My girls are autistic.
“High Functioning Asperger’s Syndrome with generalised anxiety disorder, precociously advanced speech and low muscle tone. And significant IQ.”
Is it wrong that I’m proud? And vindicated?
And just a little in my cups?
#TwoHoursSleep? Probably not THAT smart …
I am a workaholic.
I validate my existence with work. Be it home educating the girls, washing the dishes, or earning a living.
If I don’t work, I don’t feel that I have any worth. None at all.
Since I no longer have bosses or a management structure of any kind to confer worth upon the work I do in the form of praise, positive assessments, awards, promotions or bonuses, the only measurement tool I have is money. If I work hard enough, if the work I do is good enough, I will get paid. If I get paid, I have worth.
If not, I don’t.
While my head tells me that, logically, this is folly, the rest of me blunders on.
I need to work.
Work supercedes every other thing I need to do – family, friends, social commitments, health, sleep – everything is secondary to my secret obsession. Except it’s not so secret.
I have no idea how to break the cycle.
“Oh Mama, pleeeassse can we watch another episode of Doctor Who? Please? Just ONE more … then story time.”
My darlings so badly wanted to spend some more time on that couch with me. It was cosy and familial and wonderful.
“I’m sorry, my love, but I have to work.” (One day, when they write their autobiographies, this will be the title. I’d wager money on it if I had any).
“It’s Sunday Night! Can’t your client wait until tomorrow?”
“The work is already overdue. I have to finish it tonight. It’s hours of work and it’s already late. I really should get to it now and not debate the issue with you.” (It’s just so warm and snuggly under the blanket, a daughter on either side and a fire gently snoring in the hearth. I’d rather be debating bed times than working, it’s true).
All at once, something new glinted in her eye. “When were the deadlines?” Her tone is innocent, curious. Even so, something about those expressive eyes causes me to pay attention.
“Well … three weeks ago,” I confess.
“Huh.” She pauses. “You know how you complain about your clients not paying you … ?”
There it is.
“I’m just saying,” she says, as she skips off to bed.
Yep. Just saying everything in no words at all.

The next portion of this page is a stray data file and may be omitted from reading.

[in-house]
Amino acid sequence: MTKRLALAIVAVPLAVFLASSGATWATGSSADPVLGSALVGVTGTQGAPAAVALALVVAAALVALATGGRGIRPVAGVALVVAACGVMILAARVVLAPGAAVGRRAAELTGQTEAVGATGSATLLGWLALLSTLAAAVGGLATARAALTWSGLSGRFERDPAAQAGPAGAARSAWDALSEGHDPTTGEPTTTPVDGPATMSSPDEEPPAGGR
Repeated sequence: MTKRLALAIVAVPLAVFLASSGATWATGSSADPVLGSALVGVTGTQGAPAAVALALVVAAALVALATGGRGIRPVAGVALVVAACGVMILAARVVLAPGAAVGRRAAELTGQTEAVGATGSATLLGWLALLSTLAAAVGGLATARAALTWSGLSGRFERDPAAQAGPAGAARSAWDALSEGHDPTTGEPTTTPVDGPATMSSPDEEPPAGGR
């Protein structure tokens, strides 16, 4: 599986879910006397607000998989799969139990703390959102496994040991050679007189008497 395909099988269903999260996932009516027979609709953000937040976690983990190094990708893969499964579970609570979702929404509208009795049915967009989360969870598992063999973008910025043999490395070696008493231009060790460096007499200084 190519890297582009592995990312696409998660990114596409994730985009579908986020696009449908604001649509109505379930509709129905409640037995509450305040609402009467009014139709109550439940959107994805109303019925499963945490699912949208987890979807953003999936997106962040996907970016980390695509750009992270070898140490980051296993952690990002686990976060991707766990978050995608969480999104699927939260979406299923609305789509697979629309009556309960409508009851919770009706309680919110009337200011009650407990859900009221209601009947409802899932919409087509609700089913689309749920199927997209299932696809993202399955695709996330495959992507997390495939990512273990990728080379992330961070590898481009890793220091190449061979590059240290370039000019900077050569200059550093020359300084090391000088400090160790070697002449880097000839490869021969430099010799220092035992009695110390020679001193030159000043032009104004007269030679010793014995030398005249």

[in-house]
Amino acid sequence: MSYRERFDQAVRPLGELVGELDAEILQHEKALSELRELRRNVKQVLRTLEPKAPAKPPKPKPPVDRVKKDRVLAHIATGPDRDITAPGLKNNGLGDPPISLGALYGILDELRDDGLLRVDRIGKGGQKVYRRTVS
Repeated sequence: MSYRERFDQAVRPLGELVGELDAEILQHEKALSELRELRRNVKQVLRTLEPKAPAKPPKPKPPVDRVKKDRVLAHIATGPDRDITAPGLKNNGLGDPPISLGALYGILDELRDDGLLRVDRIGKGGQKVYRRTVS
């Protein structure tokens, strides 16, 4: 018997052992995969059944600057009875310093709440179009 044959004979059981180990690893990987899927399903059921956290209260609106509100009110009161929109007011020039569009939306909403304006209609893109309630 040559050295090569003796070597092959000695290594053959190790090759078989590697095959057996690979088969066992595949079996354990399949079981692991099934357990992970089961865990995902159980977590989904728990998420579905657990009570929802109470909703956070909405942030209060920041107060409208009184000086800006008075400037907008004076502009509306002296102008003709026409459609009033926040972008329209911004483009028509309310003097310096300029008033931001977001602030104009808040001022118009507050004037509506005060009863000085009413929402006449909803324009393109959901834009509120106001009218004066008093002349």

(Full disclosure: the clients who haven’t paid HAVE received their work already. This poor unfortunate has been at the receiving end of the stress-paralysis induced by the malefactors. Just to be clear ;))
Expectations lie at the heart of human suffering.
We develop an image of the life we want, set things in motion to achieve it, and then expect the outcome for which we’ve worked and schemed and plotted. When it comes, we are briefly satisfied and slightly smug.
And almost immediately, we are hungry again.
We expect more and do what we feel is necessary to acquire it.
And so it goes.
Worse, when our expectations are not met, things are not good. We sulk. We brood. We blame. We lash out. We become vindictive.
Things fall apart.
It is better to live without expectations. Rather, live in a state of expectancy. Live in hope and joyful anticipation, while cultivating a deep, authentic acceptance of whatever outcome our lot may be.
This perspective truly informs the heart of my philosophy. Or so I like to think.
Yet with surprising frequency I am tripped up by the expectations I didn’t know I had.
I thought things would be different – better. I thought my brilliant plan was logical and sound. I thought I’d feel better once I’d set it in motion. I thought I’d feel relief. I thought I would be able to move on.
I did not think I would be flat: deflated and empty. I did not know that I expected resistance to my plan. I certainly hadn’t anticipated the hope I’d had that I would be opposed, that conflict would arise and lead to a new and better plan: a strategy. A way forward.
I had no idea.
Some days are bright rays of sunshine.
Some days are full of joy and sparkles.
Some days include movies – in the cinema – and bacon nachos and chocolate cupcakes and sleep overs with BFFs.
Some days, baby girls turn NINE YEARS OLD and wrap the universe around their little diva fingers and spread happiness with every batted eyelash.
Some days spill over into others like too much honey and infect whole weekends with their sweet, warm, indolent light.
Some days are less so.
Some days, brilliant minds are overwhelmed by too much of everything.
Too many ideas.
Too many options.
Too much to do.
Too much lack.
Those days are hard.
It seems like the brief melt down, substantial as ash (and as black) has swallowed up the mellifluous days of celebration that went before and left only cold emptiness in its wake.
Some days, we are so blessed. We have so much.
Some days, it is too much.
Today, you’re a hero. Thank you.
I have had the most AWESOME genius brilliant AMAZEballs idea EVER. In. The. World.
I am going to advertise happiness.
Here’s my thinking (it’s convoluted).
(For a change).
Studies show that when we tell people that lots of people do a certain thing, even a bad thing, more people do it.
For instance, that “1 in 4 men is a rapist” campaign has backfired and now it’s more like “1 in 2.5 men”.
It’s that old chestnut, crowd mentality (also referred to as GroupThink) coming home to roost.
So I want to use that for GOOD.
I am a marketer.
I can write.
I can design.
I know how to use the online space and I have a gut instinct for SOME things.
I’m going to CELEBRATE the awesome things on a GRAND scale.
I’m going to make infographics and articles and put them on my blog and social channels and hopefully people will start joining me and it’ll take off and everything will start being rosier.
Here’s my first one now.
Will you share it?